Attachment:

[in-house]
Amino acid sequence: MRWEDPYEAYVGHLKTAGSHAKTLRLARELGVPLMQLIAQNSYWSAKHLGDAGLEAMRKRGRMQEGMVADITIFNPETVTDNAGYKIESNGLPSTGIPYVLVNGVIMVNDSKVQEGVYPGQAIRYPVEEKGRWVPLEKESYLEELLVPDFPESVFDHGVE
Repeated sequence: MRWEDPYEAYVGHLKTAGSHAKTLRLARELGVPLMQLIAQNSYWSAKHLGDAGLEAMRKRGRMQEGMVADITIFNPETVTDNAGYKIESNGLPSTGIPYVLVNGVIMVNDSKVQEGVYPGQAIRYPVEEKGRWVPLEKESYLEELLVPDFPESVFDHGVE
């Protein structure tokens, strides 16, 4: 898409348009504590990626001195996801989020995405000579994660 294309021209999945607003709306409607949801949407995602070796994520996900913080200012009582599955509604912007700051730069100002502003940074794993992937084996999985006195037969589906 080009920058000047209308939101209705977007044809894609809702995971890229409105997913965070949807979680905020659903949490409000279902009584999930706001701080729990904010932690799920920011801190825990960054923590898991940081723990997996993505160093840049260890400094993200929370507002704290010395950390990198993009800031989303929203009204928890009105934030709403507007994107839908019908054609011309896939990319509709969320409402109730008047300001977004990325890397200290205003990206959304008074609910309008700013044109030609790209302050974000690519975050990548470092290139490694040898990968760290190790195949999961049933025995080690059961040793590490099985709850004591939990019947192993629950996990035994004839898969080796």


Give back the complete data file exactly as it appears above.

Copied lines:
[in-house]
Amino acid sequence: MRWEDPYEAYVGHLKTAGSHAKTLRLARELGVPLMQLIAQNSYWSAKHLGDAGLEAMRKRGRMQEGMVADITIFNPETVTDNAGYKIESNGLPSTGIPYVLVNGVIMVNDSKVQEGVYPGQAIRYPVEEKGRWVPLEKESYLEELLVPDFPESVFDHGVE
Repeated sequence: MRWEDPYEAYVGHLKTAGSHAKTLRLARELGVPLMQLIAQNSYWSAKHLGDAGLEAMRKRGRMQEGMVADITIFNPETVTDNAGYKIESNGLPSTGIPYVLVNGVIMVNDSKVQEGVYPGQAIRYPVEEKGRWVPLEKESYLEELLVPDFPESVFDHGVE
């Protein structure tokens, strides 16, 4: 898409348009504590990626001195996801989020995405000579994660 294309021209999945607003709306409607949801949407995602070796994520996900913080200012009582599955509604912007700051730069100002502003940074794993992937084996999985006195037969589906 080009920058000047209308939101209705977007044809894609809702995971890229409105997913965070949807979680905020659903949490409000279902009584999930706001701080729990904010932690799920920011801190825990960054923590898991940081723990997996993505160093840049260890400094993200929370507002704290010395950390990198993009800031989303929203009204928890009105934030709403507007994107839908019908054609011309896939990319509709969320409402109730008047300001977004990325890397200290205003990206959304008074609910309008700013044109030609790209302050974000690519975050990548470092290139490694040898990968760290190790195949999961049933025995080690059961040793590490099985709850004591939990019947192993629950996990035994004839898969080796």